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Thursday, 14 October 1999
Page: 9730


Senator TCHEN —My question is to the Minister representing the Minister for Education, Training and Youth Affairs, Senator Ellison. Will the minister advise the Senate of the Howard government's strong commitment to indigenous education and of Abstudy take-up rates, which indicate the level of participation of indigenous Australians in education.


Senator ELLISON (Special Minister of State) —I thank Senator Tchen for this question because it is a very important area. The opposition might laugh, but certainly the government do not treat this as any laughing matter. I reported earlier to the Senate an increase in the Abstudy take-up rates for the first quarter of this year. I am pleased to tell the Senate that, in relation to the June quarter, there has been an even greater take-up: some 18,254 tertiary students. That is an increase on the previous quarter by just under 2,000 students. That is a very good result indeed. But the government realise that, whilst we are proud of our achievements, there is still much to be done.

Abstudy income assistance is just one of the many ways that this government supports the achievements of educational quality for indigenous peoples. It is well known that there are lower take-up rates in relation to education in the indigenous sector than in mainstream Australia, and this has to be addressed. We have revised Abstudy to improve the targeting of assistance to those students in most need and to open up more opportunities for indigenous students to access a wider range of assistance to attain improved educational outcomes. Applications, I might point out, for 1998 rose to 57,985—just under 58,000—compared to 56,692 the previous year. So we can see a consistent increase in the take-up rate.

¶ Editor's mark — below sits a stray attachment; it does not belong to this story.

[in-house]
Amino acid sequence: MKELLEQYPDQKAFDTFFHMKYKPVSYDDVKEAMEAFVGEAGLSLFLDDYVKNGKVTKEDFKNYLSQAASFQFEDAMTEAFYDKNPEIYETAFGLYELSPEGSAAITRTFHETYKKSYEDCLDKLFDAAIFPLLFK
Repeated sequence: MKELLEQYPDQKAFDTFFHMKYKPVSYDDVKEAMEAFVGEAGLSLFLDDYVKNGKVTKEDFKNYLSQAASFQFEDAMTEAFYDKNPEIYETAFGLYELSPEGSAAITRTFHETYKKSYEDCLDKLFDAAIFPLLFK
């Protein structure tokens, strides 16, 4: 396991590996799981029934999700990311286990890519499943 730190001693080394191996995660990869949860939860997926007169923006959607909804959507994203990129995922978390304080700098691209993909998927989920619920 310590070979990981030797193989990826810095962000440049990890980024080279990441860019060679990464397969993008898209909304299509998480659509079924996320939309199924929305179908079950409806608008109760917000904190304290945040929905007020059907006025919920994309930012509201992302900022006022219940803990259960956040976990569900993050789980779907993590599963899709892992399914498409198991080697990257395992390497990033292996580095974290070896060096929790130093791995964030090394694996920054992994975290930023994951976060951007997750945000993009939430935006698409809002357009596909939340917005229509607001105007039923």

As well as Abstudy, this government has in place a number of other schemes to help indigenous students. We have the Higher Education Support Program, the VET sector funding arrangements, the Indigenous Education Direct Assistance Program and the Indigenous Education and Strategic Initiatives Program. These involve funding of $388 million during this financial year alone. Recently there was some criticism of our Abstudy scheme. The claim that the government was abandoning equity targets for tertiary education is incorrect. The government is committed to achieving equitable and appropriate outcomes for indigenous students. We remain strongly committed to outcomes in the indigenous sector.

The latest figures available in 1998 show the number of indigenous people enrolled in the VET sector had almost doubled over recent years. There are now some 44,000 indigenous people enrolled in VET courses, representing almost one in five adults. That is indeed a step in the right direction, but of course we are committed to doing better than that. There is also in our budget of this year a commitment for an additional $16.3 million in the next financial year for indigenous education initiatives and $1.1 billion over the next five years. Added to that, we have a number of initiatives aimed at literacy in the indigenous sector. We believe that literacy should be a target in not only the primary but also the secondary areas because this will lead to higher take-up rates of indigenous students in the primary and secondary sectors and also in the tertiary sector. We have done much in the indigenous education sector. We realise there is much to be done, but we are committed to doing that.


Senator TCHEN —Madam President, I ask a supplementary question. Minister, we understand that former Senator Bob Collins is carrying out a review for the Northern Territory government. Can you inform the Senate whether there is any information in respect of that review?


Senator ELLISON (Special Minister of State) —I have stated previously that Bob Collins, a former Labor senator—and Senator Crossin might want to hear this, coming from the Northern Territory—took a great interest in indigenous education. As a result of his research he said that government measures we were taking `were absolutely on the mark'. I think that that is a ringing endorsement.